Addiction for motorcycle restorations

Retired Sydney school principal Jim Delaney has an addiction to motorcycles

Readers are invited to tell us about their addiction for motorbikes, their collection or their custom project. Send your photos and details via email.

Today retired Sydney school principal Jim Delaney tells us how he is addicted to restorations with one from every decade of his riding life.

Retired Sydney school principal Jim Delaney has an addiction to motorcycles

“Restorations are time capsules. We all need history and a source of our past,” Jim says.

“I have a bike from each decade to remind me of how long I have been riding bikes. It also lets one see how they have developed.”

Jim began his riding addiction in the ‘60s, so he bought a 1969 Yamaha CT1 through eBay and started a “nut-and-bolt restoration”. 

“The cackle of the two-stroke single brings back lovely memories,” he says.

“Not an easy restoration as Yamaha does not stock parts for them anymore. Just searched the internet over and over again until the right part appeared.”

Retired Sydney school principal Jim Delaney has an addiction to motorcycles
Jim’s Yamaha CT1

His ‘70s project is a 1973 Hodaka Wombat also bought off eBay and currently in pieces while parts are being sandblasted.

The ‘80s bike addiction is represented by a 1985 Honda GB400 TT.

His first project was a 1990 Suzuki RGV vj22 M series, again bought off eBay.

It involved a full nut-and-bolt restoration with “sensible upgrades” and a rebuild at Surfside Motorcycle Garage.

“The RGV cost a bomb to restore. I always wanted one when they first appeared as I had an RG250 and loved that but could not afford an RGV on a teacher’s salary with three kids. So now I have one.”

Retired Sydney school principal Jim Delaney has an addiction to motorcycles
Partner Lynnie with the RGV

He rounds out his collection with an immaculate 20-03 Buell Firebolt 984 and a slightly modified 2012 Honda CBR 125 for running around the northern beaches of Sydney.

Now approaching his 63rd birthday, Jim seems to have largely satisfied his motorbike addiction.

“I now have a bike from every decade of my riding years. Should be time to draw breath and stop, I hope.

“It’s hard work, but the end product can be worth the effort.”

Jim says his partner, Lynnie, never asks how much his addiction costs.

Retired Sydney school principal Jim Delaney has an addiction to motorcycles
Jim and Lynnie

“She guesses but never gets it right. She is always way low in her estimation. I never let that info out,” he says.

“I just bought her a Sachs Mad Ass 125 to learn on. Time for her to learn to ride or give up the pillion seat.”

When he retired, Jim went out in a blaze of motorcycling glory.Retired Sydney school principal Jim Delaney has an addiction to motorcycles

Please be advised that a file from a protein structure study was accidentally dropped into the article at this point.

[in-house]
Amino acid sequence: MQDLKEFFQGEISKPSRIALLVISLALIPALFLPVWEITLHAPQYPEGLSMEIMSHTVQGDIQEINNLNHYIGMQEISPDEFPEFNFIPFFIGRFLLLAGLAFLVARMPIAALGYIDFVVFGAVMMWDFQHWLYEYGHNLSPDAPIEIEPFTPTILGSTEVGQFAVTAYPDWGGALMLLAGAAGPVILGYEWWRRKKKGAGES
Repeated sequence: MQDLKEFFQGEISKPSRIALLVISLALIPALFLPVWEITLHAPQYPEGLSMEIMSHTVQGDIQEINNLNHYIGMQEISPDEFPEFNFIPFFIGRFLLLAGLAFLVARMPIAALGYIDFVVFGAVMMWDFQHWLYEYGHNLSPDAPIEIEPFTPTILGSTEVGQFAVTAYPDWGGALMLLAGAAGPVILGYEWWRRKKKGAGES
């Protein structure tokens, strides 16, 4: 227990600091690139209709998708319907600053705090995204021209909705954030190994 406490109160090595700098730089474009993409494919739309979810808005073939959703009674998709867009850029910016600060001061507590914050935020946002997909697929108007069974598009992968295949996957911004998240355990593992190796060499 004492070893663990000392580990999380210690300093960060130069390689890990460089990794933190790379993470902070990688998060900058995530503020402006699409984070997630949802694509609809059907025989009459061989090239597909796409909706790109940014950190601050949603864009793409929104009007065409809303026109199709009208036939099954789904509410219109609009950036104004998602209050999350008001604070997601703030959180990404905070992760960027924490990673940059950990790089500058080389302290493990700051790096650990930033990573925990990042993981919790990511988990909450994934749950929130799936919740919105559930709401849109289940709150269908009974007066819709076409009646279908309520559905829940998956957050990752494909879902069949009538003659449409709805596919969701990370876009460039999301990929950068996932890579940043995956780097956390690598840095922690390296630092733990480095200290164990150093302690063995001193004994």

“I used to ride to work on my Buell Firebolt or my Honda GB400 Mark 2, so when I retired, we rode the Buell across the school playground with Born to be Wild playing over the PA system,” he says. 

“All the students, staff and groups of parents formed the corridor for the bike to ride through. 

“Not the average way to retire. We waved and headed off for a coffee. Retirement had come.”

Now he’s spreading his bike addiction to family and friends.

“I bought a Sky Ace 125 for my son-in-law as he liked them, plus I wanted to embed bikes into the family. The eldest grandchild received a Pee Wee 50 for his fifth birthday. 

“I want my grandchildren to know to fun and love of bikes. As time goes by each grandchild, once reaching five, will get a Pee Wee.”

He has also convinced a mate to restore his 1984 Kawasaki 600 trail bike. 

“He was the person I used to convince my father back in 1969 that I could purchase a motorcycle and not be a temporary Australian,” he says. 

“Still mates to this day! He was the original owner of the Kawasaki and has now torn it down and is in the full flow of the restorer.”

Jim says all his bikes are ridden, but confesses he is a “sunny day rider these days”.

One thought on “Addiction for motorcycle restorations

  1. A work mate of mine used to restore motorcycles, two techniques have stuck in my mind. 1, he used to grind then braze fill the rust spots on the wheels, then file it all flat again befor nickel plating the rim. 2. Had a damaged carburettor so he made a sand cast of the bit he had then made a mirror image cast then poured solder in to fill the cast, once it was finished and polished you could see the two different metals, just. And yes it ran.

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